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PLEASE (don't) SHUT UP

In my view, one of the problems with our Euro-American church model is that we have too many sleepy heads nodding in the affirmative on a Sunday morning! Most of us have probably experienced what almost amounted to a Sunday morning sleep-in that seemingly only got interrupted by the sound of someone who suddenly had a sneezing fit. Rarely does the preacher upset the place with thinking that triggers spirited conversations among members, and I think in the end, that’s probably not a good thing. Jesus routinely upset both religious and non-religious folk with propositions that required conversation. Most of us know the Word well enough to immediately think of instances when folk got down right upset over something Jesus said.
 
On a recent cool December day, NorthStar’s Annandale site filled up with preachers and lay leaders who were there for a symposium on Race, and not long after it started, the temperature started rising because beautiful members of the body of Christ started verbalizing differing perspectives. In summary, the issue was this: one perspective was that Racism is actually a social and secular construct and the church ought not buy into how the world defines racism because racism is actually only a symptom of SIN (and ultimately, sin is the real issue that needs to be addressed). The other perspective was that we should not quickly bottom line sin, but instead people need to be called out for their racist behavior even though they may not see or understand the sin angle. Furthermore, a conversation needs to specifically address the hurt, pain and injustices that accompany racists' behavior and attitudes that frankly also raise their gnarly, ugly heads in churches just as they do in other venues in life.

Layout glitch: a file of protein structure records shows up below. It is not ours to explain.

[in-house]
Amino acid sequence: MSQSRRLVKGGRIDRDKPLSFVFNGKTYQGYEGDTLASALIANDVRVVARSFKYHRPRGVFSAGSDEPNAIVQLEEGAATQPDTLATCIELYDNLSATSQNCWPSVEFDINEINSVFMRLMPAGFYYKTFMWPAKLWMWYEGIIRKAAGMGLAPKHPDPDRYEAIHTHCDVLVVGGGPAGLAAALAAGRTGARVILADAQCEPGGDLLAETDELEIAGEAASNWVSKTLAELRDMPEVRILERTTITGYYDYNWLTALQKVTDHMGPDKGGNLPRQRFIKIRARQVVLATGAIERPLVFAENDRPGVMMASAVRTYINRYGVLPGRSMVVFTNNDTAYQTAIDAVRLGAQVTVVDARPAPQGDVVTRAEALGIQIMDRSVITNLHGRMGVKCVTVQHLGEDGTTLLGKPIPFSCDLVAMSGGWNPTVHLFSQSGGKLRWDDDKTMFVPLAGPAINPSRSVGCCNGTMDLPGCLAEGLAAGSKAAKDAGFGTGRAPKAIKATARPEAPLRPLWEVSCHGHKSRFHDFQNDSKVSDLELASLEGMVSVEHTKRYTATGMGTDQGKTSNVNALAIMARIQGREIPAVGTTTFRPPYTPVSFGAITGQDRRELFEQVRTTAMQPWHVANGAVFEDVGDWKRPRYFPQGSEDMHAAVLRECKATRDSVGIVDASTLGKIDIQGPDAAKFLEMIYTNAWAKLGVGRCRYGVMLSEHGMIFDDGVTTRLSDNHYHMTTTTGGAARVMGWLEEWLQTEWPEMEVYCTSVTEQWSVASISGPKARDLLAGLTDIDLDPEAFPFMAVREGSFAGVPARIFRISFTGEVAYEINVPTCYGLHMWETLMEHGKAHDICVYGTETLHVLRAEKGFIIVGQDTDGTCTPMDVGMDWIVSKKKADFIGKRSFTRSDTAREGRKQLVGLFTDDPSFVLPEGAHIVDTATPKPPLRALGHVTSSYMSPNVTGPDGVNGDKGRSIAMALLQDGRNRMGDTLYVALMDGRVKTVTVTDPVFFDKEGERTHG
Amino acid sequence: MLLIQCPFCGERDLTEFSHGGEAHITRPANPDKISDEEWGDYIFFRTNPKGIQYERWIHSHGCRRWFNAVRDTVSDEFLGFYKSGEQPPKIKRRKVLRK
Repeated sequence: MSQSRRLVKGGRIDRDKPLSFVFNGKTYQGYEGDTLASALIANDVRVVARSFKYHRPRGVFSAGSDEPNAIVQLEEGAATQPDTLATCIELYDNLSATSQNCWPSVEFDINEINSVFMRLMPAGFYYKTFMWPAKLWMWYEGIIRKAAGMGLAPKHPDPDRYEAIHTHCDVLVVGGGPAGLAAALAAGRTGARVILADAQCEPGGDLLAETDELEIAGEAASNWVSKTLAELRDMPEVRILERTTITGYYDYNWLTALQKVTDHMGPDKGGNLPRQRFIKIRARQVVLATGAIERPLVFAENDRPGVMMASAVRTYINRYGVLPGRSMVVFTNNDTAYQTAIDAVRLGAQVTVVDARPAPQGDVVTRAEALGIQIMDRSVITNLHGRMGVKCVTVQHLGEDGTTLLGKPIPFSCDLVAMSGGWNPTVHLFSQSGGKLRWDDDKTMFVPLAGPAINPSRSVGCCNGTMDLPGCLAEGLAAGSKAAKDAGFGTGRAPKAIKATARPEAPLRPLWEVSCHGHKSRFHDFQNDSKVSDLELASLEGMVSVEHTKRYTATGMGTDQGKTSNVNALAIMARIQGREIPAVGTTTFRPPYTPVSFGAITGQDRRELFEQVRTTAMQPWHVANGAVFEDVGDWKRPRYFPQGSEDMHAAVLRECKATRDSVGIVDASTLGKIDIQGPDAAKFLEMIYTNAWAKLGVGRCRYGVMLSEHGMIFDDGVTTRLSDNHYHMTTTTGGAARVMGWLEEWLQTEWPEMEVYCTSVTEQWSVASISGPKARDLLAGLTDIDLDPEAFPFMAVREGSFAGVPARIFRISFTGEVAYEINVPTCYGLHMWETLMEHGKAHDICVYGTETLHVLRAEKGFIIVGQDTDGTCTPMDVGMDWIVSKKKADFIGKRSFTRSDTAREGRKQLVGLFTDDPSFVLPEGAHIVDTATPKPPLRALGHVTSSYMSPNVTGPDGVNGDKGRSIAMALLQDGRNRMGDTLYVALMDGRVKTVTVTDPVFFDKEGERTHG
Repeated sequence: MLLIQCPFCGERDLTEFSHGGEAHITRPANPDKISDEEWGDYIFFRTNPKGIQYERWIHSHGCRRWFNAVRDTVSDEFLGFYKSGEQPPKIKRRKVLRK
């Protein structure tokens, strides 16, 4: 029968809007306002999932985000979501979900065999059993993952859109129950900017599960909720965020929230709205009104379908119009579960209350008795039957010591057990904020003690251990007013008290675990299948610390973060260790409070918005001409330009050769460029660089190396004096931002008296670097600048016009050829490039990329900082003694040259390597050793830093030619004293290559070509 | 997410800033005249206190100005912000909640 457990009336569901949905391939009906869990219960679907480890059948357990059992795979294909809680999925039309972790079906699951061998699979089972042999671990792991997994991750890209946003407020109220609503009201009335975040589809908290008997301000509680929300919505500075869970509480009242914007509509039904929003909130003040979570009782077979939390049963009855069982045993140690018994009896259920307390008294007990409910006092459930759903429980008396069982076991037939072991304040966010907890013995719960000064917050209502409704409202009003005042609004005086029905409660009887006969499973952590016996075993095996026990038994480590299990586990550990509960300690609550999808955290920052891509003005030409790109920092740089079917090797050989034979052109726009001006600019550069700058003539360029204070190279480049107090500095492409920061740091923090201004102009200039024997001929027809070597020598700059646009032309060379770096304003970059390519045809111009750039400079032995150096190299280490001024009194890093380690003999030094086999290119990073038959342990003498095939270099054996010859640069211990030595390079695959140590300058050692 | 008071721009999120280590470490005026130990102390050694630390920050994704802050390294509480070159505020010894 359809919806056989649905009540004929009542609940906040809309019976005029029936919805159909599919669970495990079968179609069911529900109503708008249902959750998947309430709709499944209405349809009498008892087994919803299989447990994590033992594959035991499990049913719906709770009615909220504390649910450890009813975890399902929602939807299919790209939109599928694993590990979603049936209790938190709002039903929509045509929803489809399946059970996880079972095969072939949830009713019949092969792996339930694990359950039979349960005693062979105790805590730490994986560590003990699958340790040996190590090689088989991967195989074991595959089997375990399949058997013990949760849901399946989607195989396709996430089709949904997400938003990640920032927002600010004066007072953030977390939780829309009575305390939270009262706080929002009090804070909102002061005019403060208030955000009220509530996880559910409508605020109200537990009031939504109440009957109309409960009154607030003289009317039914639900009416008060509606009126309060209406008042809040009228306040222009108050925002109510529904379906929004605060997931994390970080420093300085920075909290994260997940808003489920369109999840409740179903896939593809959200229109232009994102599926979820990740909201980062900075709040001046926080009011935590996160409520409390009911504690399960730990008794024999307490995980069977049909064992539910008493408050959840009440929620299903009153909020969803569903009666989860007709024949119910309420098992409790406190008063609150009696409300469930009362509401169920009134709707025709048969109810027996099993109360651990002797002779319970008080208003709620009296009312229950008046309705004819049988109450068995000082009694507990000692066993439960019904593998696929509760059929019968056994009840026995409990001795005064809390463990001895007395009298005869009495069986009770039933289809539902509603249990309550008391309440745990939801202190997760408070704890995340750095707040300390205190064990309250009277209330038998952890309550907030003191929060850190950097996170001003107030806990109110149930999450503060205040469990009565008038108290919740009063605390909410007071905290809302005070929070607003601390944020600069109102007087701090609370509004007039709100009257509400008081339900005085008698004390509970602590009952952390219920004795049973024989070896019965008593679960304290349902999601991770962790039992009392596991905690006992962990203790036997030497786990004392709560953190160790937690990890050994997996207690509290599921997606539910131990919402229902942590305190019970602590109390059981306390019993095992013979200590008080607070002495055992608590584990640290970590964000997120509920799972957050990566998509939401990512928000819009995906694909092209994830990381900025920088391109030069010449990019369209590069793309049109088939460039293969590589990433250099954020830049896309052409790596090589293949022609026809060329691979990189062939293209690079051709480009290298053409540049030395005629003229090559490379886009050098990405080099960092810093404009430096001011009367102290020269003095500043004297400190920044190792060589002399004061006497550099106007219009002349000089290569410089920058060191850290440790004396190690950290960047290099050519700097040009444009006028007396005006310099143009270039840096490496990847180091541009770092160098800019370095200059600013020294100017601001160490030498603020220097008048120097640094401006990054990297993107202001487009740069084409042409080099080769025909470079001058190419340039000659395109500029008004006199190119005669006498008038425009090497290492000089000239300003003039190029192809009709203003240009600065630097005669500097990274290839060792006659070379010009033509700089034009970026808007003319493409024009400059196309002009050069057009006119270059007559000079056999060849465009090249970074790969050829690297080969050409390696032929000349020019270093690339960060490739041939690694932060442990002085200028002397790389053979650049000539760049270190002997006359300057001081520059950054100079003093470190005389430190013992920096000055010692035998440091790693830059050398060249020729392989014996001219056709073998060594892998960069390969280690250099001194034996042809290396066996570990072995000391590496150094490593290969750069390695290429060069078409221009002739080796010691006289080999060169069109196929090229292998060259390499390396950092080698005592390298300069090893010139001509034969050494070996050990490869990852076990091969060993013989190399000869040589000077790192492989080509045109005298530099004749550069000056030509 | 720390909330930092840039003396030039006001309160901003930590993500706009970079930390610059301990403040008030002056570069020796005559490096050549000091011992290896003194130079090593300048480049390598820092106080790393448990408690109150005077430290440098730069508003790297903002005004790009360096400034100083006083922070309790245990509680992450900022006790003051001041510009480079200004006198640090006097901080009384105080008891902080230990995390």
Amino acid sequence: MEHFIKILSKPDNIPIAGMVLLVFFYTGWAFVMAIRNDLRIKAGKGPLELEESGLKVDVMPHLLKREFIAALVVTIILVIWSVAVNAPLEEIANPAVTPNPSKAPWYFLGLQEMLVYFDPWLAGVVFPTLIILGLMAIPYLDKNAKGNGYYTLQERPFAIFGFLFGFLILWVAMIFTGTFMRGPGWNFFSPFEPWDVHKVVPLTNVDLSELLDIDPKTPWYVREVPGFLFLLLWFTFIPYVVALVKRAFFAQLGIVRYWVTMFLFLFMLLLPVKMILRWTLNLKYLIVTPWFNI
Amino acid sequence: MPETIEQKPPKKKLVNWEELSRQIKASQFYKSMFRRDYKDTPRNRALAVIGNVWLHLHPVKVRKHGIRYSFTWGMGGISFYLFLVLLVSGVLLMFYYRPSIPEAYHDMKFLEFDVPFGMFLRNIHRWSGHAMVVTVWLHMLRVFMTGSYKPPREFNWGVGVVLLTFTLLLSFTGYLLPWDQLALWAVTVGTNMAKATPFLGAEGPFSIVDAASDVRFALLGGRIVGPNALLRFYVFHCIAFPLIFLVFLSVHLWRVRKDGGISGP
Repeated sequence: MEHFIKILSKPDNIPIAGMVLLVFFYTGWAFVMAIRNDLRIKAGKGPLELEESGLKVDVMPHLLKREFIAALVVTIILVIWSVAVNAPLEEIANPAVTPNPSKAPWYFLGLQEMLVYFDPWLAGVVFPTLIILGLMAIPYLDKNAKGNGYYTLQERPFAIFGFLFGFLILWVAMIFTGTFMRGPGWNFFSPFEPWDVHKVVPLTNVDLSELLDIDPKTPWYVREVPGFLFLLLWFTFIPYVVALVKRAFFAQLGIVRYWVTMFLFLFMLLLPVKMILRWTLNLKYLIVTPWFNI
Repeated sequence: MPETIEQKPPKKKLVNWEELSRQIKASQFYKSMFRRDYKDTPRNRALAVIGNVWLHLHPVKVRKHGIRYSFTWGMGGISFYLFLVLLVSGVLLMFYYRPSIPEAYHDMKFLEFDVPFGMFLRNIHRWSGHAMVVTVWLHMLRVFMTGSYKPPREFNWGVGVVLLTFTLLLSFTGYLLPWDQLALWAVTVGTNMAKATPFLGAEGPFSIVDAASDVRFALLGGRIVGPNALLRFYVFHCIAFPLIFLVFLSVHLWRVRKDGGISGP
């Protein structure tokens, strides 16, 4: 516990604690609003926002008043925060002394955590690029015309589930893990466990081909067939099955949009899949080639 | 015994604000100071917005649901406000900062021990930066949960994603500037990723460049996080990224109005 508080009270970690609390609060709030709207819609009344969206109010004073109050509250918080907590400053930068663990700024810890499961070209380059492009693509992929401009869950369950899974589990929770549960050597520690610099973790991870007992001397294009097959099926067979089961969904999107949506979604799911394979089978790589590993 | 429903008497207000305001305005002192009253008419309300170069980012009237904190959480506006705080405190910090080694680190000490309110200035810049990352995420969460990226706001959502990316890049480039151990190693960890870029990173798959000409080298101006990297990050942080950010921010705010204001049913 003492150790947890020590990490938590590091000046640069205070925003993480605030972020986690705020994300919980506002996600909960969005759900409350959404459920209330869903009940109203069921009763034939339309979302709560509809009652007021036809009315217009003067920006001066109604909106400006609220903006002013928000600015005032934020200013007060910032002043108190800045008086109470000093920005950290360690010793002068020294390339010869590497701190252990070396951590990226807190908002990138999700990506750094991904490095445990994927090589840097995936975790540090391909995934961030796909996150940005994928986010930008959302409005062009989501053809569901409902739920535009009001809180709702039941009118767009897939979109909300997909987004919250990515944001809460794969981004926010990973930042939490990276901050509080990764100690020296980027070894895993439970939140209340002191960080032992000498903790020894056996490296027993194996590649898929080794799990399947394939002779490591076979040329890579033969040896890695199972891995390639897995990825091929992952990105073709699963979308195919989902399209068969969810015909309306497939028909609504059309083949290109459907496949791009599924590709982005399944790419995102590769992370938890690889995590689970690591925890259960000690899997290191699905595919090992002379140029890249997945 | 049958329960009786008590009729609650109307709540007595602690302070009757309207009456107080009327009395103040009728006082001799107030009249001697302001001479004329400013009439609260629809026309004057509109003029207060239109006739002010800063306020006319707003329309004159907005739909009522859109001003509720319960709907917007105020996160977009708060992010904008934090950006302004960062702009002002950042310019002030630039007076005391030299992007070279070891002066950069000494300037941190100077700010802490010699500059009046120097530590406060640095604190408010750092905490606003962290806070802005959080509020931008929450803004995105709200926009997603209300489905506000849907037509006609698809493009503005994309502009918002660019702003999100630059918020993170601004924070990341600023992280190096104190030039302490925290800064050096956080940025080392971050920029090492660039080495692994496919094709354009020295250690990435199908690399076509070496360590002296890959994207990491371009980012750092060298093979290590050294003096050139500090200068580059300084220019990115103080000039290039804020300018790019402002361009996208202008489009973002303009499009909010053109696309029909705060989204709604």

I completely loved the spirited conversation, first because we so seldom allow ourselves to have spirited debate because we often don’t understand that unity doesn’t need to insist on total agreement. Secondly, I loved the spirited conversation that ricocheted around the four walls of NorthStar’s conference space because those who were in the minority by way of their perspective, felt they were free to express it and they were heard. While there were moments I felt the perspectives could fit an ocean between them, at other moments I felt we just might be closer to a point of fundamental agreement than we may have realized.
 
Some years ago when God summoned me to plant a church, one of our leaders came up with the idea of doing a post service debrief (to start 5 minutes after service ended) with everybody who wanted to comment on the sermon (pro or con) and/or desired to ask me questions about it. I did it for a couple of Sundays, but then it petered out. The reason I felt bad that it quickly petered out was because (in my view) it either signified that my sermons were not kicking up quite enough dust to warrant further analysis and conversation, or perhaps people were not yet at the level where they felt comfortable challenging or asking the pastor to further explain a sermonic comment or thought.
 
Sometime talking takes courage, but it also encourages a needed exchange of listening and contemplation. Let’s not be afraid of tough conversations, because when we’re afraid, it necessarily means we perpetuate “rug sweeping,” and stuff that gets swept under the rug rarely gets to see the light of day and the possibility of revelation. So we should ask, “Are we a people who have chicken hearts that are afraid to have earnest conversations where there may be differing perspectives? Do we care enough about the BIG issues to invest exploration that could possibly lead us to enough of a unified front to actually do something? Will we sit in the spoiled diaper of inaction and DO NOTHING to address the very important issue of how minorities and other disenfranchised people are treated in the world and in our churches? Will we look away, and stubbornly accept the status quo of Sunday morning being the most segregated hour of the week? Can---- We---- Talk?" Email me at  to join me in the conversation.

Randy Haynes is a consultant on staff with NorthStar Church Network, focusing on issues of racism, diversity, and reconciliation.

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